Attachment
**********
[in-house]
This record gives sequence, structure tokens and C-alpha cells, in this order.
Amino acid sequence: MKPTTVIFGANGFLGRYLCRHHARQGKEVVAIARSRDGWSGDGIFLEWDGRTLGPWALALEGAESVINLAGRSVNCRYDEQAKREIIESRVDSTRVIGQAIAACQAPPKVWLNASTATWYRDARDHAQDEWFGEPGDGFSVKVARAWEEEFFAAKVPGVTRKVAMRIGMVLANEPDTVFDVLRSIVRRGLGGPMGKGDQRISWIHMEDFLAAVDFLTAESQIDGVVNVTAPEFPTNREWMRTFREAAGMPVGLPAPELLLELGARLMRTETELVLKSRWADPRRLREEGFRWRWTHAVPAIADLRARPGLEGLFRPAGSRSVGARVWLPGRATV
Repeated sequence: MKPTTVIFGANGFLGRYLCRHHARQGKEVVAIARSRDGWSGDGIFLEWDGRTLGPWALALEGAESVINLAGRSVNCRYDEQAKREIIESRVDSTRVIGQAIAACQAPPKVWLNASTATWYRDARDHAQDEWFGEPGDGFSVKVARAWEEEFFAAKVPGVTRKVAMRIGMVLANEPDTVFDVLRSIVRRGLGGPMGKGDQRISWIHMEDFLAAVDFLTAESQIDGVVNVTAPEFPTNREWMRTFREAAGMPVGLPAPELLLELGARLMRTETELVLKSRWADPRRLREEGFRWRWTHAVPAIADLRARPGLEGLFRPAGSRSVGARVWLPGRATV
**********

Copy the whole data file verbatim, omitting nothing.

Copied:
[in-house]
This record gives sequence, structure tokens and C-alpha cells, in this order.
Amino acid sequence: MKPTTVIFGANGFLGRYLCRHHARQGKEVVAIARSRDGWSGDGIFLEWDGRTLGPWALALEGAESVINLAGRSVNCRYDEQAKREIIESRVDSTRVIGQAIAACQAPPKVWLNASTATWYRDARDHAQDEWFGEPGDGFSVKVARAWEEEFFAAKVPGVTRKVAMRIGMVLANEPDTVFDVLRSIVRRGLGGPMGKGDQRISWIHMEDFLAAVDFLTAESQIDGVVNVTAPEFPTNREWMRTFREAAGMPVGLPAPELLLELGARLMRTETELVLKSRWADPRRLREEGFRWRWTHAVPAIADLRARPGLEGLFRPAGSRSVGARVWLPGRATV
Repeated sequence: MKPTTVIFGANGFLGRYLCRHHARQGKEVVAIARSRDGWSGDGIFLEWDGRTLGPWALALEGAESVINLAGRSVNCRYDEQAKREIIESRVDSTRVIGQAIAACQAPPKVWLNASTATWYRDARDHAQDEWFGEPGDGFSVKVARAWEEEFFAAKVPGVTRKVAMRIGMVLANEPDTVFDVLRSIVRRGLGGPMGKGDQRISWIHMEDFLAAVDFLTAESQIDGVVNVTAPEFPTNREWMRTFREAAGMPVGLPAPELLLELGARLMRTETELVLKSRWADPRRLREEGFRWRWTHAVPAIADLRARPGLEGLFRPAGSRSVGARVWLPGRATV